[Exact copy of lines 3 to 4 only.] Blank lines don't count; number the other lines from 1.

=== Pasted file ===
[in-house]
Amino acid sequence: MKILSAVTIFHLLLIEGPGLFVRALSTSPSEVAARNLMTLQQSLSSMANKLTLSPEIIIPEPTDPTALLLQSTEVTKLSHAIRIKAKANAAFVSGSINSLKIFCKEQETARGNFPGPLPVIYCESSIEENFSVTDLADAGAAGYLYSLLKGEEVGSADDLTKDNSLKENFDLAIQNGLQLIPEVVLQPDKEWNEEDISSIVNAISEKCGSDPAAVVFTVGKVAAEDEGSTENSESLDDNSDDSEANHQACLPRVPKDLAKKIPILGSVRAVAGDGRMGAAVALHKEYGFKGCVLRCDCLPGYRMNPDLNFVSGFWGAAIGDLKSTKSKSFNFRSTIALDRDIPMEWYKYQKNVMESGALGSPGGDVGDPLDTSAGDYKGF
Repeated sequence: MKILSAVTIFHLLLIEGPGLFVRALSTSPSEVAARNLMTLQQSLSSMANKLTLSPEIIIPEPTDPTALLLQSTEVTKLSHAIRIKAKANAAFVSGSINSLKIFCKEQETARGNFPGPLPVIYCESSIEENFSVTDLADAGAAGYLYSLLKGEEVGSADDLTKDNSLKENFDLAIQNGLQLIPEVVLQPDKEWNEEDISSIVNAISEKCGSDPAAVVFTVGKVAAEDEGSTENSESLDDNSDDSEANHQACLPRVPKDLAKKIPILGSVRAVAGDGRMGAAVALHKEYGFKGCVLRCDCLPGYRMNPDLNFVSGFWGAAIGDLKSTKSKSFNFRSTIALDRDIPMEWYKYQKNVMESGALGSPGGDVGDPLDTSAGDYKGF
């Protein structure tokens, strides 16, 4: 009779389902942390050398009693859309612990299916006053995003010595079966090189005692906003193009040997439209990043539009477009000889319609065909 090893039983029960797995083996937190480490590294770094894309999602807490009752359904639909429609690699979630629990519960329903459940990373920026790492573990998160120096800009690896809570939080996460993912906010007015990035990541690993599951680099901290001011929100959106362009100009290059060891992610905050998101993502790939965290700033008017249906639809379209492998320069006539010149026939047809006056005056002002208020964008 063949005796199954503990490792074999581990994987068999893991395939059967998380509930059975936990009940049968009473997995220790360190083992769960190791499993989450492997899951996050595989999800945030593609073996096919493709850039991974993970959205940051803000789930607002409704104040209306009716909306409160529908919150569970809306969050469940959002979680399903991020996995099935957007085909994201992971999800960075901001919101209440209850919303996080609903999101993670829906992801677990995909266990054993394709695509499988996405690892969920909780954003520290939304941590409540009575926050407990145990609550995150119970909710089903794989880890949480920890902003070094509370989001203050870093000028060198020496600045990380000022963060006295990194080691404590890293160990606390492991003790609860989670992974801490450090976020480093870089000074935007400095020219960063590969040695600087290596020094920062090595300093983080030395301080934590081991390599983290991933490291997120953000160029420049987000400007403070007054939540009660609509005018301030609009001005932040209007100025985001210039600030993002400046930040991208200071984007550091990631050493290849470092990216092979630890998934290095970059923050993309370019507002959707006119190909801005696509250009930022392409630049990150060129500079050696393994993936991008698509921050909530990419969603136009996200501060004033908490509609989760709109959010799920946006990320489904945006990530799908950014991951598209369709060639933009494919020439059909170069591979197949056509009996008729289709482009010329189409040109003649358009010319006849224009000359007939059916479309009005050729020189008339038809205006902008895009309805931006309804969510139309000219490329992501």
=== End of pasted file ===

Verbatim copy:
Repeated sequence: MKILSAVTIFHLLLIEGPGLFVRALSTSPSEVAARNLMTLQQSLSSMANKLTLSPEIIIPEPTDPTALLLQSTEVTKLSHAIRIKAKANAAFVSGSINSLKIFCKEQETARGNFPGPLPVIYCESSIEENFSVTDLADAGAAGYLYSLLKGEEVGSADDLTKDNSLKENFDLAIQNGLQLIPEVVLQPDKEWNEEDISSIVNAISEKCGSDPAAVVFTVGKVAAEDEGSTENSESLDDNSDDSEANHQACLPRVPKDLAKKIPILGSVRAVAGDGRMGAAVALHKEYGFKGCVLRCDCLPGYRMNPDLNFVSGFWGAAIGDLKSTKSKSFNFRSTIALDRDIPMEWYKYQKNVMESGALGSPGGDVGDPLDTSAGDYKGF
């Protein structure tokens, strides 16, 4: 009779389902942390050398009693859309612990299916006053995003010595079966090189005692906003193009040997439209990043539009477009000889319609065909 090893039983029960797995083996937190480490590294770094894309999602807490009752359904639909429609690699979630629990519960329903459940990373920026790492573990998160120096800009690896809570939080996460993912906010007015990035990541690993599951680099901290001011929100959106362009100009290059060891992610905050998101993502790939965290700033008017249906639809379209492998320069006539010149026939047809006056005056002002208020964008 063949005796199954503990490792074999581990994987068999893991395939059967998380509930059975936990009940049968009473997995220790360190083992769960190791499993989450492997899951996050595989999800945030593609073996096919493709850039991974993970959205940051803000789930607002409704104040209306009716909306409160529908919150569970809306969050469940959002979680399903991020996995099935957007085909994201992971999800960075901001919101209440209850919303996080609903999101993670829906992801677990995909266990054993394709695509499988996405690892969920909780954003520290939304941590409540009575926050407990145990609550995150119970909710089903794989880890949480920890902003070094509370989001203050870093000028060198020496600045990380000022963060006295990194080691404590890293160990606390492991003790609860989670992974801490450090976020480093870089000074935007400095020219960063590969040695600087290596020094920062090595300093983080030395301080934590081991390599983290991933490291997120953000160029420049987000400007403070007054939540009660609509005018301030609009001005932040209007100025985001210039600030993002400046930040991208200071984007550091990631050493290849470092990216092979630890998934290095970059923050993309370019507002959707006119190909801005696509250009930022392409630049990150060129500079050696393994993936991008698509921050909530990419969603136009996200501060004033908490509609989760709109959010799920946006990320489904945006990530799908950014991951598209369709060639933009494919020439059909170069591979197949056509009996008729289709482009010329189409040109003649358009010319006849224009000359007939059916479309009005050729020189008339038809205006902008895009309805931006309804969510139309000219490329992501």